When Jen first told me about Atom Zombie Smasher, she heaped praise on it, which is no small thing for her. She’s very tough on games, but she said this one was brilliant. I wasn’t convinced- A tower defense game with zombies didn’t sound like it was breaking enough new ground for me to take the time. She’s yet to give me bad game advice though, so I gave it a shot. I am so happy to be wrong! Atom Zombie Smasher is so well put together it defies reason.
As Brendon said on the program, it’s really hard to get a handle on the game mechanics and just how good the presentation is from screenshots or from the video. The simple graphics interface actually ENHANCES the gameplay. It’s amazing how quickly you begin to relate to the poor scrambling yellow squares as people running for their lives from the purple block zombie hordes. Controls are intuitive ans responsive, and the pace (after the initial planning phase, natch) is so quick that this feels more like an RTS than a tower defense. Having to shift tactics and unit placement on the fly makes for some intense gameplay, especially when Zed is marching on a helpless group of prey… I really liked the idea of not having an option as to the mercenary groups I could bring with me into each battle. It made deciding what area of the map to hit next more challenging, and sometimes completely shot my plans to pieces. The combination of blind luck and good planning makes the game feel more like “real life” in that no battle plan survives contact with the enemy. Of course, “real life” and “zombie attack” don’t really fit together, but you get the idea.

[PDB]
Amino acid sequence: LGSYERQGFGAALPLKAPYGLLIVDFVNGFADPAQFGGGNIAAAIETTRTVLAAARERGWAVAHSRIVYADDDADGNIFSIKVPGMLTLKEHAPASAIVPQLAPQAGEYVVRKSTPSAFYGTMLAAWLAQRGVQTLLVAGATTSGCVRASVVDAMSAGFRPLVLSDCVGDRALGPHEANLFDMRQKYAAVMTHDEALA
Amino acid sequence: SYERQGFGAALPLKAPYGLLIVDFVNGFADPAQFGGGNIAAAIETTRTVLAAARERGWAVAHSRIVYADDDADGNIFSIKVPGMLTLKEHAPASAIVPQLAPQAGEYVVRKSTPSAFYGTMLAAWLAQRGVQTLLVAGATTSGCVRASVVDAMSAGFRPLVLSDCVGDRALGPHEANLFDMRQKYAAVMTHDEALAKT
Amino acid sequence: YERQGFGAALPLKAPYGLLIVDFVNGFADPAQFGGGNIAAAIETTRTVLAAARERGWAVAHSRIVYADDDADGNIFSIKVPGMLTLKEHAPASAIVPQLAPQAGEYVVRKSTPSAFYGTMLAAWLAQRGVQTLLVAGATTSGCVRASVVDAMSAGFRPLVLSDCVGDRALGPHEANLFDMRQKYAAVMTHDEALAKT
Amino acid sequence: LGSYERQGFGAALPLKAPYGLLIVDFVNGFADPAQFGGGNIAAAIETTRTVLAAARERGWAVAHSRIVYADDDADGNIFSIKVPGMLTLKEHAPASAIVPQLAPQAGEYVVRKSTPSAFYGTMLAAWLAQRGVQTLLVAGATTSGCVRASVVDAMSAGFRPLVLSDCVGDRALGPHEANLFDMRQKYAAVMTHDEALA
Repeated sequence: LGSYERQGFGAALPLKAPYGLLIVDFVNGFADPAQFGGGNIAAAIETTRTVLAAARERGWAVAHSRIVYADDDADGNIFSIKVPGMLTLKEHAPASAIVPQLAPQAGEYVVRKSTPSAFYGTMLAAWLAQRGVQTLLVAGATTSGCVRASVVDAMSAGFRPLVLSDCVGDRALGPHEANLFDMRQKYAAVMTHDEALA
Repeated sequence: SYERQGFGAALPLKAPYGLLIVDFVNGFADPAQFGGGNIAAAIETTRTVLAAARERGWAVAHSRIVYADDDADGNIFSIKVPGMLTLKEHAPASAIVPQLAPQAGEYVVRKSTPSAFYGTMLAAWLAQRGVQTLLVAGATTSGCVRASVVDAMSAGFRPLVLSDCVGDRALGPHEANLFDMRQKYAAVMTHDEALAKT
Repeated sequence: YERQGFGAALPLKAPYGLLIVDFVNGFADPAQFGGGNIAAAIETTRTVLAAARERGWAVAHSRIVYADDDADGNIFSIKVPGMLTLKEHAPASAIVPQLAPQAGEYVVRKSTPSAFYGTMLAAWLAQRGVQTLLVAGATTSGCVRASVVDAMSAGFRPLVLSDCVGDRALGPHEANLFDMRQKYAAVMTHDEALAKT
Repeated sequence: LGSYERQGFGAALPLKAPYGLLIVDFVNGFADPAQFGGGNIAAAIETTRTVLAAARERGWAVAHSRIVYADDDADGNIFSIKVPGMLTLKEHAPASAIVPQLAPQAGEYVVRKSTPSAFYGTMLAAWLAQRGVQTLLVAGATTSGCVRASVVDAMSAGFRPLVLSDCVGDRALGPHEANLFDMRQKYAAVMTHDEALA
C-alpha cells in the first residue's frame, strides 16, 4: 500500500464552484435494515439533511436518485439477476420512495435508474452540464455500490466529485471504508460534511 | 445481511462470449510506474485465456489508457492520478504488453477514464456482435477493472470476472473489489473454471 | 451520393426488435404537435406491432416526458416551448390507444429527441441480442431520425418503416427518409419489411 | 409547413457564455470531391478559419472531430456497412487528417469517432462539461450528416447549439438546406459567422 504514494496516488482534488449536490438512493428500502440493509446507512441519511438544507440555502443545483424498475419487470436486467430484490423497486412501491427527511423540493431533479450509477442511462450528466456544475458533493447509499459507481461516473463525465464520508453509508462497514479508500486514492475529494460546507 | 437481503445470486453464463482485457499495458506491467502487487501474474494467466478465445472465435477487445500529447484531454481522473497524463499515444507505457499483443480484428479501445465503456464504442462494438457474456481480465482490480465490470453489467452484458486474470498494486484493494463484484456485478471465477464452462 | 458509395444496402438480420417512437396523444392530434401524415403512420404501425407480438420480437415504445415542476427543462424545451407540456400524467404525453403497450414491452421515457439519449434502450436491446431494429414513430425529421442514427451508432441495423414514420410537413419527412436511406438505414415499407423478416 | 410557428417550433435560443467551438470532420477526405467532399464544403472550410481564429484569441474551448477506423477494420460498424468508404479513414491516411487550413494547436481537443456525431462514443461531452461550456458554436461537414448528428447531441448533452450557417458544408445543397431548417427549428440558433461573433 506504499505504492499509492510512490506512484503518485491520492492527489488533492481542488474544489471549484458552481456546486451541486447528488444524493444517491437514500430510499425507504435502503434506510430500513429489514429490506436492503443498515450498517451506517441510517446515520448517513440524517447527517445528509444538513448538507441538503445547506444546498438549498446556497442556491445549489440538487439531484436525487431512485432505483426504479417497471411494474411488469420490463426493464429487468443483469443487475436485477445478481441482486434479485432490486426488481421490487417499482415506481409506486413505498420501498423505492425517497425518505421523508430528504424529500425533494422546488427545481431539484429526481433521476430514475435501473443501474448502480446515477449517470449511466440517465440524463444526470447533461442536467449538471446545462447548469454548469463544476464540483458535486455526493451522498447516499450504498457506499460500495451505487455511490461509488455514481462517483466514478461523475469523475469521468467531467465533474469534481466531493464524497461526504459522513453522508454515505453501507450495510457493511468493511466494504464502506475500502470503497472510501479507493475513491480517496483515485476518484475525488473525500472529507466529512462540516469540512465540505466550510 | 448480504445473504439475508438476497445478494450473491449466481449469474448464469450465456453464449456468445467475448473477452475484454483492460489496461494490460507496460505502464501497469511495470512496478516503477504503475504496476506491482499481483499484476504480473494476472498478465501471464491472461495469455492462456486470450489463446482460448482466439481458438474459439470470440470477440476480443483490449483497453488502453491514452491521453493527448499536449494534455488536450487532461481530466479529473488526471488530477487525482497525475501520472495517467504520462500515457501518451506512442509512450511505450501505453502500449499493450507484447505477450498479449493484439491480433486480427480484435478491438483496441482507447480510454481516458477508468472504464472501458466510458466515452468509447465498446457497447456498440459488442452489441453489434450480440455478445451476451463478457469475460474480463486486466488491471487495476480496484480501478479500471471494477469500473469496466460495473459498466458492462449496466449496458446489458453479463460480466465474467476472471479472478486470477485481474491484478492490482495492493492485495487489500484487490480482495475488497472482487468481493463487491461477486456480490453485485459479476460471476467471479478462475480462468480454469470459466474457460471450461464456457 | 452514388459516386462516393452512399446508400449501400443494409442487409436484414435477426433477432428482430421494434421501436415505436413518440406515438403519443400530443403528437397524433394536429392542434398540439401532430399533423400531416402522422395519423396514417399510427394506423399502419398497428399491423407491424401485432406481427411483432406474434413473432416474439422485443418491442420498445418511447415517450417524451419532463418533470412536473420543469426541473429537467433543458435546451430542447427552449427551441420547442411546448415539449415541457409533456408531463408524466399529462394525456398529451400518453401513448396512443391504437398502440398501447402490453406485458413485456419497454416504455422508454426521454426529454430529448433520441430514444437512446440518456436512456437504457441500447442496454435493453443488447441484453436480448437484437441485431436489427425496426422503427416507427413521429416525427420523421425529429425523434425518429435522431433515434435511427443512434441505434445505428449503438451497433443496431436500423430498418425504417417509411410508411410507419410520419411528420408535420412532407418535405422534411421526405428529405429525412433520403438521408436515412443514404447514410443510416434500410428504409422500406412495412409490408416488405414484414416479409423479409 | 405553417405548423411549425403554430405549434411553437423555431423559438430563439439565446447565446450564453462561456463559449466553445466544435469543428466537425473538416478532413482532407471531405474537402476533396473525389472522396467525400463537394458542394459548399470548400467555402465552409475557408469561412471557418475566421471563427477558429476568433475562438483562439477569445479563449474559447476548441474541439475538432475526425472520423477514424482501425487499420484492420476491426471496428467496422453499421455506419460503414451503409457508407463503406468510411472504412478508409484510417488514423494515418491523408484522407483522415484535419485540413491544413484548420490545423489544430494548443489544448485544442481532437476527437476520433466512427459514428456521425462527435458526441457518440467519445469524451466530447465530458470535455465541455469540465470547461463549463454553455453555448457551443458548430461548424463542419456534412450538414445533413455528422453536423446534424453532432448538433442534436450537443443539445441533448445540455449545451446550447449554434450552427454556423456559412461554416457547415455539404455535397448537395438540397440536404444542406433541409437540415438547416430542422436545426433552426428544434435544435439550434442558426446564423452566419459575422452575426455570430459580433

The tone set by Atom Zombie Smasher is wonderful. The bright, cheery color palette and the Ventures-like surf rock serve as a stark counterpoint to the truly horrific idea of a zombie infestation, with all the associated carnage. There is a great dark humor at work in this title. The vignettes between certain missions are delightfully surreal, and leave you shaking your head in awe and wonder. They have almost nothing to do with the game or the story being told, yet they’re entertaining, and I couldn’t wait for the next one to unlock.
New players really should make sure to start in casual mode. While the use of every unit is explained in detail, there really is no “tutorial” that takes you through best use of units, and the redeployment of those units. Trying to play the game on the standard difficulty throws too much at you too quickly, and can lead to frustration. Causal mode allows you to experiment with the units at a slower pace, giving you the opportunity to learn how best everything should be used in a given situation. The infection rates slowed as well. On standard difficulty, the infection can quickly get out of control if you don’t know what you’re doing, or which areas of the map to focus on. Fortunately, the difficulty settings can be easily modified to make this as easy or as challenging a game as you want.
This game is another must have. It’s definitely worth the price of admission, and a worthy addition to any gamer’s library. If you’ll excuse me, I have llama bombs to deploy…